Jerry Seinfeld is definitely not the hardest working guy in comedy. Coming up quickly through the stand-up scene in the 1980s, he earned himself a sitcom, nailed it, and then basically retired. Other than a few passion projects (The Bee Movie, not great, Comedians In Cars Getting Coffee, pretty great), Seinfeld rode his first wave about as far as it could carry him – floating into rich and respected middle-age like a friendlier, less damaged BoJack Horseman.
Seinfeld really doesn’t need to do a Netflix special (something he makes clear within the first five minutes of 23 Hours To Kill), but after 21 years spent mulling over new material the empty stage was too tempting to stay away from. Granted, it’s a much bigger stage than the one he started on – swapping the grimy brick backdrop of an underground nightclub for a lavish brass band in New York’s 3000-seat Beacon Theatre – but this is exactly where Jerry belongs.
Seinfeld’s first TV appearance was on The Tonight Show in 1981, which makes him as old to us today as Bob Hope was to him back then. He might not be comedy’s hip young thing anymore, but 23 Hours To Kill makes you realise that he never really ever was – settling so comfortably into the role of elder statesman that all his old gripes about cereal, aeroplane food and personal space make so much more sense when you hear them coming out of the mouth of a 65-year-old. Never swearing, never talking politics, and never taking pot-shots at anyone else, Seinfeld’s brand of angsty wordplay has always been sweetly old-fashioned and hilariously out of date – stood in the Beacon spotlight in a nice suit with a glass of water in his hand, he’s basically the “old man yells at cloud” meme turned into a screechy millionaire.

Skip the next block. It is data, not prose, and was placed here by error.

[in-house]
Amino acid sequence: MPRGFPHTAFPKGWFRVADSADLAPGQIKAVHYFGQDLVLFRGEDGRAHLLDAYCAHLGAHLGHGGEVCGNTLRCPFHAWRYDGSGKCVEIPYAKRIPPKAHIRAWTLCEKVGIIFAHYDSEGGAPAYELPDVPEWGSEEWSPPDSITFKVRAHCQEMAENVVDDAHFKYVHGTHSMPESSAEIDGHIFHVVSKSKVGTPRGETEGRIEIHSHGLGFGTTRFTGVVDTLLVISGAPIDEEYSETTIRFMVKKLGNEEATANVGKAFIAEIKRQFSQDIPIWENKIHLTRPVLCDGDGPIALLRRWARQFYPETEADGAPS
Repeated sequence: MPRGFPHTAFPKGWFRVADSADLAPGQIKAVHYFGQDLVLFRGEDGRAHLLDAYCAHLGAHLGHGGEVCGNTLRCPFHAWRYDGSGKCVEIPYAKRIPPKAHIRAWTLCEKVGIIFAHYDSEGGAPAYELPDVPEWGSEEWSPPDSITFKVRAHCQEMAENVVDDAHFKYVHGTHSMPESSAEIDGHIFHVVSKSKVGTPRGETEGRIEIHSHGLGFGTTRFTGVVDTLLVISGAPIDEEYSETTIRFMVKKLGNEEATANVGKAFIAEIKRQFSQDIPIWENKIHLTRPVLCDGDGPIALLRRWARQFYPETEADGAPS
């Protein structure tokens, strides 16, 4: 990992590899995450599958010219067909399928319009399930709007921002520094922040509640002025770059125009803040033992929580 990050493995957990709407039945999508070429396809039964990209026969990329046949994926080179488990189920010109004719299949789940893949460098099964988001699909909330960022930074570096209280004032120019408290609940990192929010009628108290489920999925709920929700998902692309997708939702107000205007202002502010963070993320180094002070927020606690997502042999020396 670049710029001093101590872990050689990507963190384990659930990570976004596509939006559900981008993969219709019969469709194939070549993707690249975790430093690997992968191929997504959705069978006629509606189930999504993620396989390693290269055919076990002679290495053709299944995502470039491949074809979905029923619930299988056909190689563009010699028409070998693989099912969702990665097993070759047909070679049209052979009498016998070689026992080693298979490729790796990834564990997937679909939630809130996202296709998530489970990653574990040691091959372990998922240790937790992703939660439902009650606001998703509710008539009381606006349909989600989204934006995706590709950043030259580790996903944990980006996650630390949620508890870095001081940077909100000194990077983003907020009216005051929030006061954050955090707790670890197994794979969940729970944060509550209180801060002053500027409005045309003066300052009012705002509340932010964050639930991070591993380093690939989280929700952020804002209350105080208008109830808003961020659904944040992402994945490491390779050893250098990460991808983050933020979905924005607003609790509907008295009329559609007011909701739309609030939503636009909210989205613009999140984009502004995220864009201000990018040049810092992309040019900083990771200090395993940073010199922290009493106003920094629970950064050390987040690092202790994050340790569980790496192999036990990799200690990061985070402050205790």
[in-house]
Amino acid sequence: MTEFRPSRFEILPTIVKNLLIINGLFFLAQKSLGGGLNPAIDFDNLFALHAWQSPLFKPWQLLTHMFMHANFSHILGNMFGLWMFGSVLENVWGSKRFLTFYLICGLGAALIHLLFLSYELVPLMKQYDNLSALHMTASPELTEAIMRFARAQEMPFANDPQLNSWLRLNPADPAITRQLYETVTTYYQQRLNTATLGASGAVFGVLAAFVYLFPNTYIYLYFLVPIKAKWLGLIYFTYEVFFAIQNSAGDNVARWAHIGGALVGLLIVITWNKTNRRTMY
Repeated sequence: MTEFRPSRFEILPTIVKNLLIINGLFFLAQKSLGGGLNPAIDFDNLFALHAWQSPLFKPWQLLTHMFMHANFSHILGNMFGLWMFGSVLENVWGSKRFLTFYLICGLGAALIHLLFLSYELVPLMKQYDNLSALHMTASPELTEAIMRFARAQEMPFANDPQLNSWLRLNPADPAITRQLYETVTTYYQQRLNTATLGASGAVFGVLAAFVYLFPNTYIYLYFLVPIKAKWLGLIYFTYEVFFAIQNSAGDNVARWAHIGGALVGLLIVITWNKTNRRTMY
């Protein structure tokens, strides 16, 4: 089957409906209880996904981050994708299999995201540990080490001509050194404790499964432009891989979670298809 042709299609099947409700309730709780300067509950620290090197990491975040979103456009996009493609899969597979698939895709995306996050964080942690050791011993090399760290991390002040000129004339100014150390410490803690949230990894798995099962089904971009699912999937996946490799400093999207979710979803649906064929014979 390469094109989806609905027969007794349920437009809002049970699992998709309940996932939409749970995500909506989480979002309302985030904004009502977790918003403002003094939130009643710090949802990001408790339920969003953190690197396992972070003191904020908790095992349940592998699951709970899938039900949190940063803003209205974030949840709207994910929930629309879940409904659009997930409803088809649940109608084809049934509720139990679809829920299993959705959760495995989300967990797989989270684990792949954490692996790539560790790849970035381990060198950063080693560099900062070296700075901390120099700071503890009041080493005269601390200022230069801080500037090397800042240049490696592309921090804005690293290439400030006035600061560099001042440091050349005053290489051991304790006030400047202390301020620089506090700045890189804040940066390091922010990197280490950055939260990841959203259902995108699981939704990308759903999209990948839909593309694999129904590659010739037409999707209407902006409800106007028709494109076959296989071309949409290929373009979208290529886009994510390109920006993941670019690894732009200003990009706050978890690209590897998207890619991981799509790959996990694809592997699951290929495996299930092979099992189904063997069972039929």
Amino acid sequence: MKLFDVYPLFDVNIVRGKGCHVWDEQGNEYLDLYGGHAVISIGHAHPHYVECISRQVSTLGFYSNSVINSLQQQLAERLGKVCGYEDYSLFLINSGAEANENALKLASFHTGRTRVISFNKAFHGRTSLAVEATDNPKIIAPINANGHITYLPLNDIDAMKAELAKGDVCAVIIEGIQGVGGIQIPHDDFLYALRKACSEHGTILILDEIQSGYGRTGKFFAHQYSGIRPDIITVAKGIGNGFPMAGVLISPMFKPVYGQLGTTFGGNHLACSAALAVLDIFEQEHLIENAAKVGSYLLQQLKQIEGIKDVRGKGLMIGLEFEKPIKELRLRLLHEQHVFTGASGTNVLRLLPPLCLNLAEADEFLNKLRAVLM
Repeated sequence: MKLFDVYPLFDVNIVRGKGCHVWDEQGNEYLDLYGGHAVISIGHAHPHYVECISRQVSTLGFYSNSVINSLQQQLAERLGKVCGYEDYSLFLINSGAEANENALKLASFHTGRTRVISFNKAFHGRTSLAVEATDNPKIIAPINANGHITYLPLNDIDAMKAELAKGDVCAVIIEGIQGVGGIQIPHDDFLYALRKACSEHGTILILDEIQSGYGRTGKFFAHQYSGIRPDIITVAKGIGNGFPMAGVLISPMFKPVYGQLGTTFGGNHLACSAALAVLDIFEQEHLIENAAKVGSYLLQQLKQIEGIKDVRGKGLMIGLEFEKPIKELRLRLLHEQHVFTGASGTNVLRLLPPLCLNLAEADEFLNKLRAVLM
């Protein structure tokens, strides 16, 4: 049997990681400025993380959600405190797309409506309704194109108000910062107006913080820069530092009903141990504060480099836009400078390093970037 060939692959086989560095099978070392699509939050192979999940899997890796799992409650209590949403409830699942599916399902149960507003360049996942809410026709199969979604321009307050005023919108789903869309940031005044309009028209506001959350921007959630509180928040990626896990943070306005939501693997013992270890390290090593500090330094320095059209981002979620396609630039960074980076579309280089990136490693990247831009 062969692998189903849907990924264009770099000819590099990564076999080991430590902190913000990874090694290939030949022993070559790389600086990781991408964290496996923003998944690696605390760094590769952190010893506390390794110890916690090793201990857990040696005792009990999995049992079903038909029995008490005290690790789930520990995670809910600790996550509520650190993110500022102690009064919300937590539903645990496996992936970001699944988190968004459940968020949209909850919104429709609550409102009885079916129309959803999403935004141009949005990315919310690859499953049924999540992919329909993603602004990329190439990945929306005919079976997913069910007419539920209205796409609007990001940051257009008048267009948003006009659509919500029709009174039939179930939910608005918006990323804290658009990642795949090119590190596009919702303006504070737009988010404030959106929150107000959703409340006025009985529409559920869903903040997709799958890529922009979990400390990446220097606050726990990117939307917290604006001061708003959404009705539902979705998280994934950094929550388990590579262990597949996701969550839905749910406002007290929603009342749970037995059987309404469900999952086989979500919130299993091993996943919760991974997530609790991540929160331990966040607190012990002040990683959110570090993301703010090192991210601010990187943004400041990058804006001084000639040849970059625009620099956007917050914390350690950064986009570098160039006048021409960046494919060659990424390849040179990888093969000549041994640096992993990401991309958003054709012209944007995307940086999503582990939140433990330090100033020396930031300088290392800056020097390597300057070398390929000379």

Perfectly timed for the lockdown blues, this is just what we need right now. There’s a weird opening stunt involving a helicopter that looks like it was only there to amuse Jerry, but the rest is a pretty solid hour of sweating the small stuff. High-pitched, self-obsessed and crafted within an inch of its life, this is old man moaning of the highest order.
As ever, it’s the unimportant things that make the cut. Drizzles in fancy restaurants. The pointless gaps under toilet cubicles. The perfection of pop tarts. How all dads dress in the clothing style of the last good year of their lives. Buffets are “emotional problems on a plate”, texting is preferential to talking (“why would I want to get information from a face when I can get it from a nice clean screen?”) and people who use the phrase “it is what it is” are just contributing to “the vast suck-iness of human life”.
The second half dips when he starts overworking lazier comedy tropes like marriage and “the female brain” – playing solidly to an audience of golfers and misogynists the same age as him – but it doesn’t take him too long to get back to cornflakes again.
“I feel like a blacksmith up here!” he yells at one point, after ranting about camera phones or bad movies or the price of stamps, and it’s true that he does seem like he’s from a completely different world to practically everyone else with a Netflix special. But then that’s all part of what makes Jerry, Jerry. He might have a lot more money, a bit more waffle and a few new things to moan about, but he’s still the same king of comedy he always was.